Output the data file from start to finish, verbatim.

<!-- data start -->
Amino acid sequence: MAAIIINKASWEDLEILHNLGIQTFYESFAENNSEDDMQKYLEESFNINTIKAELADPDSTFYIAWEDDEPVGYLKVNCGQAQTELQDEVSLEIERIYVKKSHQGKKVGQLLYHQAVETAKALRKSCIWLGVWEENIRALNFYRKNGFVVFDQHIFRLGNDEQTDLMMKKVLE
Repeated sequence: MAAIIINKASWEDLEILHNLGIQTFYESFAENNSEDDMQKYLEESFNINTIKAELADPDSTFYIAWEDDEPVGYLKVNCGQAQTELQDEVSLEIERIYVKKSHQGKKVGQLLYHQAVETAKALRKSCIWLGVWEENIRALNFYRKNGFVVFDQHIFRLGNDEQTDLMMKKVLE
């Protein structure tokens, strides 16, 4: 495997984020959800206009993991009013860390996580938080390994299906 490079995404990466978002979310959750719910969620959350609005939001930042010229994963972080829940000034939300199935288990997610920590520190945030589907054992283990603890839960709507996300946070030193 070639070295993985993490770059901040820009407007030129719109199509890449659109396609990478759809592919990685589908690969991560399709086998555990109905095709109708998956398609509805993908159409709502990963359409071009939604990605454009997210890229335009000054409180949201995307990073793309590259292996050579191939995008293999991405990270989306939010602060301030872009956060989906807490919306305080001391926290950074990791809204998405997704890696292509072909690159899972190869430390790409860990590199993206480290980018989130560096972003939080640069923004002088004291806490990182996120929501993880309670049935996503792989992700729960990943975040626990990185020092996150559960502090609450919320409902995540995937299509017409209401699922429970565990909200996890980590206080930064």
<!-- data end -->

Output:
Amino acid sequence: MAAIIINKASWEDLEILHNLGIQTFYESFAENNSEDDMQKYLEESFNINTIKAELADPDSTFYIAWEDDEPVGYLKVNCGQAQTELQDEVSLEIERIYVKKSHQGKKVGQLLYHQAVETAKALRKSCIWLGVWEENIRALNFYRKNGFVVFDQHIFRLGNDEQTDLMMKKVLE
Repeated sequence: MAAIIINKASWEDLEILHNLGIQTFYESFAENNSEDDMQKYLEESFNINTIKAELADPDSTFYIAWEDDEPVGYLKVNCGQAQTELQDEVSLEIERIYVKKSHQGKKVGQLLYHQAVETAKALRKSCIWLGVWEENIRALNFYRKNGFVVFDQHIFRLGNDEQTDLMMKKVLE
């Protein structure tokens, strides 16, 4: 495997984020959800206009993991009013860390996580938080390994299906 490079995404990466978002979310959750719910969620959350609005939001930042010229994963972080829940000034939300199935288990997610920590520190945030589907054992283990603890839960709507996300946070030193 070639070295993985993490770059901040820009407007030129719109199509890449659109396609990478759809592919990685589908690969991560399709086998555990109905095709109708998956398609509805993908159409709502990963359409071009939604990605454009997210890229335009000054409180949201995307990073793309590259292996050579191939995008293999991405990270989306939010602060301030872009956060989906807490919306305080001391926290950074990791809204998405997704890696292509072909690159899972190869430390790409860990590199993206480290980018989130560096972003939080640069923004002088004291806490990182996120929501993880309670049935996503792989992700729960990943975040626990990185020092996150559960502090609450919320409902995540995937299509017409209401699922429970565990909200996890980590206080930064």